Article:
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Monday, September 26th, 2022

MINES Act seeks increased scrutiny of Chinese, Russian mineral acquisition worldwide

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In his introduction of the Monitoring and Investigating Nations Exploiting States (MINES) Act (H.R. 8911) this week, U.S. Rep. Ken Calvert (R-CA) emphasized a need to maintain and monitor access to minerals critical to the national economy or security, no matter their origin.

Earlier this year, the Mineral Commodity Summaries 2022 report from the United States Geological Survey (USGS) determined that the nation is completely net import reliant on 14 of the 32 critical minerals or mineral groups defined by the Energy Act of 2020. Each of these has supply chains susceptible to disruption yet serves essential functions for U.S. manufacturing. The Chinese and Russian stakes in those same minerals are of particular concern to Calvert and his co-sponsor, U.S. Rep. Bruce Westerman (R-AR).

According to the same USGS report, China was the leading producer of 16 of the 32 listed critical minerals.

“Reliable access to critical minerals is essential to America’s economic and national security,” Calvert said. “The MINES Act will give the United States additional tools to assess the growing exploitation of critical minerals in small states by China and Russia. America must be clear-eyed about the Chinese and Russian aggression when it comes to consolidating critical mineral resources.”

While the MINES Act neither authorizes nor advances any punishments for exploitation, it focuses on information gathering. For the next five years, it would require annual reports on Russian, Chinese and state-sponsored companies planning, financing, and operating critical minerals mines in countries the U.S. relies upon for mineral imports. In addition to evaluating the security risks this represents, it would also require the Department of the Interior to monitor and report on the involvement of Chinese-sponsored companies in developing critical mineral resources in Afghanistan, in particular.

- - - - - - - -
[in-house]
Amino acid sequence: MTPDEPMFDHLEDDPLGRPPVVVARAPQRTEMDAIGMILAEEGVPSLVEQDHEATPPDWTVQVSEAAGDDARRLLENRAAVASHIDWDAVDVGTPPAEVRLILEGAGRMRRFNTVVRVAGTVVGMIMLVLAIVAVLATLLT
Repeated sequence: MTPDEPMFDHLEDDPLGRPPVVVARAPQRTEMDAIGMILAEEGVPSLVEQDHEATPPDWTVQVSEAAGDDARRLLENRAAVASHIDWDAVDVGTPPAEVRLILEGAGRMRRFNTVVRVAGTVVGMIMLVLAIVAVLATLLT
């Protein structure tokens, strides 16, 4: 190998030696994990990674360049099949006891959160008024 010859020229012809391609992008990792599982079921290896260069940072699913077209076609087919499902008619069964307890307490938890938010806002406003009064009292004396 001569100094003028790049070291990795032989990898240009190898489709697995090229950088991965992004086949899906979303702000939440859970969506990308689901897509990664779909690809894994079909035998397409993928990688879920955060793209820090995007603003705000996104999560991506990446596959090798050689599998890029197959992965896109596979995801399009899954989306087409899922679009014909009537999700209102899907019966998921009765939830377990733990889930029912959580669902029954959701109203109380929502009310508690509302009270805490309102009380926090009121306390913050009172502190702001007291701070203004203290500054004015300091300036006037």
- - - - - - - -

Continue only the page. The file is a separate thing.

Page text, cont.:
The new authority would also be granted to the USGS to update the list of critical minerals more frequently to adjust for changing geopolitical conditions. Currently, the list updates in three-year cycles – but this was called into question by the Russian invasion of Ukraine, as the USGS was unable to update its listings to reflect any impacts of that war.

“It’s hard to overstate just how tight of a stranglehold Russia and China are developing on resources supply chains worldwide,” Westerman, ranking member of the House Natural Resources Committee, said. “While the Biden administration locks up sustainable mining here in the U.S., our adversaries are wasting no time stepping into that void and controlling critical minerals around the globe. As our daily lives become more and more dependent on these minerals, supply chain instability becomes more and more of a national security issue.”

Although just introduced, the MINES Act is backed by the American Exploration & Mining Association, as well as the Uranium Producers of America.